Date: January 10, 2011; Source: Jim Cramer; Title: "10 Reasons To Buy Bank Of America"

Tyler Durden's picture

Everyone who may have just heard the unprecedented rant by Jim Cramer bashing Bank of America, now that it is at its multi-year lows, may be a little confused. After all it was just on January 6, 2011, when Bank of America was at its multi year highs, that he released the following "report" titled "10 Reasons to Buy Bank of America." We all enjoy the laugh, but we ask Comcast? Is this is the comedian that CNBC wishes to destroy any remaining viewership it has and commit ratings suicide?

And since we frankly couldn't care less about CNBC's evaporating vierwship, here is Cramer's full take from January, which has cost those who listened to it, a nearly 50% loss in about 8 months.

10 Reasons to Buy Bank of America

Published: Thursday, 6 Jan 2011 | 6:09 PM ET

Investors who want to bank on America’s return to greatness, Cramer said during Thursday’s “Mad Money,” should buy Bank of America.

He believes that job growth will return. He believes in stabilizing and then climbing home prices. He believes in even a rising standard of living and the inevitable return of investors to the market. Put simply, he’s bullish on America. And if you are, too, he thinks Bank of America is the way to play it.

Here are 10 reasons why you should get on board with Cramer:

Look at BAC’s chart going back to January 2007. Cramer said he’d heard more negativity about the bank and more downgrades of the stock between its move up to $14 from $12 than during its decline to $3 from $50. “This chart is screaming, ‘Buy me! Buy me! Buy me!’” Cramer said, “yet the bears are growling that Bank of America is the most dangerous bank to own in the world.”

Point two is directly related to point one in that BAC is not dangerous at all, Cramer said. The bank is well capitalized. So much so that there’s no need for it to raise more money. Certainly in what Cramer described as “a world full of dangerous banks,” Bank of America does not rank among them.

Reason three is the fact that Bank of America is about to reinstate its dividend, Cramer said. Investors seemed to love the stock until the dividend was cut, and now they hate BAC when the payout’s coming back? Cramer doesn’t get it, especially when you consider capital the bank is sitting on. He thinks that means dividend boosts are on the way.

Then there’s the huge market share that Bank of America captured during the downturn. The company now controls, thanks in part to the addition of Countrywide Financial, 20 percent of the mortgage market. That should translate into a huge windfall once the housing market improves.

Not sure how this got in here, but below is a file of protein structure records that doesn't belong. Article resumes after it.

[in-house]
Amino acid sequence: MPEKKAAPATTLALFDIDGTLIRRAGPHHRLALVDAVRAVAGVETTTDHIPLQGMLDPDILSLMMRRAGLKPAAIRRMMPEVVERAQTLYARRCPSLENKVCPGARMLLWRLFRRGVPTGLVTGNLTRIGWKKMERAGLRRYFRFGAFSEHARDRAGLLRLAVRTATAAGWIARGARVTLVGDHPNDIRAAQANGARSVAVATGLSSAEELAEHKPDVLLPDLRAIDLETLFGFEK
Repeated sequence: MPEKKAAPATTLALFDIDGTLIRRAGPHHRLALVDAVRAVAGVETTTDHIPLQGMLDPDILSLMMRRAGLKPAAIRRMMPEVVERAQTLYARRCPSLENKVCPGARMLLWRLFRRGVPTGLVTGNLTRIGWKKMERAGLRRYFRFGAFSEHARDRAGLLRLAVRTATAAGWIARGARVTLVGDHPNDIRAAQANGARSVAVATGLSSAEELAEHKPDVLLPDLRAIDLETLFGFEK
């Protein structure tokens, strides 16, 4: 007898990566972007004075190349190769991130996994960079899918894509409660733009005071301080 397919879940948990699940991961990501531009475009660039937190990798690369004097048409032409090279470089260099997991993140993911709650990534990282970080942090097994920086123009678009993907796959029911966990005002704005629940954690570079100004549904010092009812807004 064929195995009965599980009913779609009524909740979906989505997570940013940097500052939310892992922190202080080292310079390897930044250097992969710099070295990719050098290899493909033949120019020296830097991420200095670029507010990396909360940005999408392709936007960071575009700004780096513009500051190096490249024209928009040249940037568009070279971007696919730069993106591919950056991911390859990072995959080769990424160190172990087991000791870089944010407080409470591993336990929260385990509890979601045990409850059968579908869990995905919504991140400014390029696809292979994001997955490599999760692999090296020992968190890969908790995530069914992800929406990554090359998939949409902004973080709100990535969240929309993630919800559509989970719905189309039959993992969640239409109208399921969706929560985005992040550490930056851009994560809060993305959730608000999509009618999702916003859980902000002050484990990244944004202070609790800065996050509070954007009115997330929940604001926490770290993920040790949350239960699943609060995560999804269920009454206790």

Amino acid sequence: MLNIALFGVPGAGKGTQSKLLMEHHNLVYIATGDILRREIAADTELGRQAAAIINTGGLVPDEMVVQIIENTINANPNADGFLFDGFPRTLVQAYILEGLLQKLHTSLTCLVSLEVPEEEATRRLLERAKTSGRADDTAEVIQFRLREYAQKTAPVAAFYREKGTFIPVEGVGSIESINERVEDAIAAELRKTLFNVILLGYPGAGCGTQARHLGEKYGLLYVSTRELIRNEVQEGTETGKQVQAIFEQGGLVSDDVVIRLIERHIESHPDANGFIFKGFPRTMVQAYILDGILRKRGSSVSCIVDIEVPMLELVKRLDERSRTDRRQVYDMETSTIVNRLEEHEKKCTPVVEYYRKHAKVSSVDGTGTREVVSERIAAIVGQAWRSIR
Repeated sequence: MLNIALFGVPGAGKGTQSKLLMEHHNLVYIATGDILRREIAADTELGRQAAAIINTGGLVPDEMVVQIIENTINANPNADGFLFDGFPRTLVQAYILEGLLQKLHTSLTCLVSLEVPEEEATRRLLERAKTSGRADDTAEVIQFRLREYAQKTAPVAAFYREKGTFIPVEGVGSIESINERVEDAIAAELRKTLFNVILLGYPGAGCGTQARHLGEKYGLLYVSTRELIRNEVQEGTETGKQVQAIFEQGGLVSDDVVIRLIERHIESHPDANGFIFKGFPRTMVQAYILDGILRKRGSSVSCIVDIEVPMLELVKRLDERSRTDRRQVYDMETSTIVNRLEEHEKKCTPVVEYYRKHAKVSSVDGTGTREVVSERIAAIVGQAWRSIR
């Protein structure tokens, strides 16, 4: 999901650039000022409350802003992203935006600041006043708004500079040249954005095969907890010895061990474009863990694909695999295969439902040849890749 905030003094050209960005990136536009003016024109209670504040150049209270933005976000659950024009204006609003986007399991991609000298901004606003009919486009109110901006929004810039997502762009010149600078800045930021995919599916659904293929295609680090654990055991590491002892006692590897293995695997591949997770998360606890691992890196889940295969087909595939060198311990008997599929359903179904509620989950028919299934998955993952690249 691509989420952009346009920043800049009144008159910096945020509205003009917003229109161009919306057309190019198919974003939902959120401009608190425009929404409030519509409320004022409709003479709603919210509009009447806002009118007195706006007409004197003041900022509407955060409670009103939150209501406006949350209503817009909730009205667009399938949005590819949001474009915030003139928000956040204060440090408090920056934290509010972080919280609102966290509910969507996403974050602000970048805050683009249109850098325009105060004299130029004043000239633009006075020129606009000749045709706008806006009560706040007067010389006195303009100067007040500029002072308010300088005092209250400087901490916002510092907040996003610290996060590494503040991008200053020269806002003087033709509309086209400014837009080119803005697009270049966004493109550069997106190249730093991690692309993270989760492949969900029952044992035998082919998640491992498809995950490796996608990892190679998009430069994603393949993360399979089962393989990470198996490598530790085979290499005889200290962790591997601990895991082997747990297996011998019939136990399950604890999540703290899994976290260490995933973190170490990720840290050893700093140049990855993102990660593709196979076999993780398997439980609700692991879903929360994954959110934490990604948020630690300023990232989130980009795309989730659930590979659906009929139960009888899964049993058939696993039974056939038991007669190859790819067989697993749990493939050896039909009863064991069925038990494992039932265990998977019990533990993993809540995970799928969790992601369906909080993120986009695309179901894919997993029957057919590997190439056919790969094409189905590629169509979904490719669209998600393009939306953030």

Speaking of housing, Cramer said Bank of America owns the most houses in the U.S. Admittedly, that was a result of some pretty bad underwriting. Regardless, though, this so-called shadow inventory will turn into a boon in 2011 as job growth gives rise to housing demand, and BofA serves as home supplier to the nation.

Reason number six is Ben Bernanke, who wants American banks strong and healthy. By keeping the interest rate that banks pay you for your deposits low, Bernanke has allowed Bank of America and others to make more from the interest rate they charge for loans. And when you factor in this company’s huge deposit base, Cramer said, BAC makes money “simply by turning the lights on everyday.”

Merrill Lynch, meanwhile, offers what Cramer called “the most powerful network of high-net-worth advisors in the country,” which is perfect now that investors look ready to leave bonds and move back into stocks. And unlike Countrywide, Merrill’s reputation was never tarnished.

Number eight here is jobs. Steady employment leads to increased credit and borrowing, and that means more profits for Bank of America. Cramer said he almost hopes that Friday’s job number will be weak just so investors can get into BAC on a dip, because the employment trend in America is headed in the right direction.

And don’t forget that the Republicans now control the House of Representatives. So say hello to a hands-off approach to regulation, regardless of the reform bill that was passed this year. Of course, consumers will be paying higher fees for their checking accounts, but that’s some great no-risk income for the banks.

Finally, the company’s put-back mortgage exposure to Fannie Mae and Freddie Mac  has turned out to be miniscule compared to what the bears thought. “And now that that risk is taken off the table,” Cramer said, “this is big.”

When this story published, Cramer's charitable trust owned Bank of America.